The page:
Article image

Fine doorstops

I couldn’t put down Donna Tartt’s book The Goldfinch. I found myself reading it late into the night and even structuring my day so that I could get back to reading. Stephen King wrote about its 700-page length: “Prospective buyers have every right to ask: ‘Do I really want to give two weeks of my reading life to this novel?’” He then called The Goldfinch “a rarity,” one of a very few books that connect to both head and heart.

Narrator Theo is rescued from various tragedies by the love of parents, a wild friend, a mysterious girl, and a patient older man. The book includes profanity, underage drug use, and drinking, but there is a recurrent theme of the redemptive potential in human relationships and human love. The story also touches on the theological themes of evil and the suffering of innocents, as well as occasional almost Christ-like self-giving.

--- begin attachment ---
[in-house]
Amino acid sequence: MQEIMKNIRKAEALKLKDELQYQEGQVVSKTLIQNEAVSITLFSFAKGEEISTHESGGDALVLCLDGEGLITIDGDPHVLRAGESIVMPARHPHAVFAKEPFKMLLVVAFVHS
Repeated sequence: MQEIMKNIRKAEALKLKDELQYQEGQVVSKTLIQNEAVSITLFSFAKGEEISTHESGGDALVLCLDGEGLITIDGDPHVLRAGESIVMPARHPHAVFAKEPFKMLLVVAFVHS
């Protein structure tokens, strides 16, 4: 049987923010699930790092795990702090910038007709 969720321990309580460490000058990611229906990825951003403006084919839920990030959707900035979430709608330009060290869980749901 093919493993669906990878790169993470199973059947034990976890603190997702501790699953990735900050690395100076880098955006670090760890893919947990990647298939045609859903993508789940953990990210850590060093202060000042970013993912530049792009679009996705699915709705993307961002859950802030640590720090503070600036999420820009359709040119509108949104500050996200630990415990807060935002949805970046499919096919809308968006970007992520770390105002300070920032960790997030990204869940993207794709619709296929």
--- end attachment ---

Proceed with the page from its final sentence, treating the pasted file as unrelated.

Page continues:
This article is available to subscribers only. Please subscribe for full access—subscriptions begin at $2.95. Already have an online account? Log in now. Already a print subscriber? Create an online account for no additional cost.

This article is available to subscribers only.

To post a comment, log inregister, or use the Facebook comment box.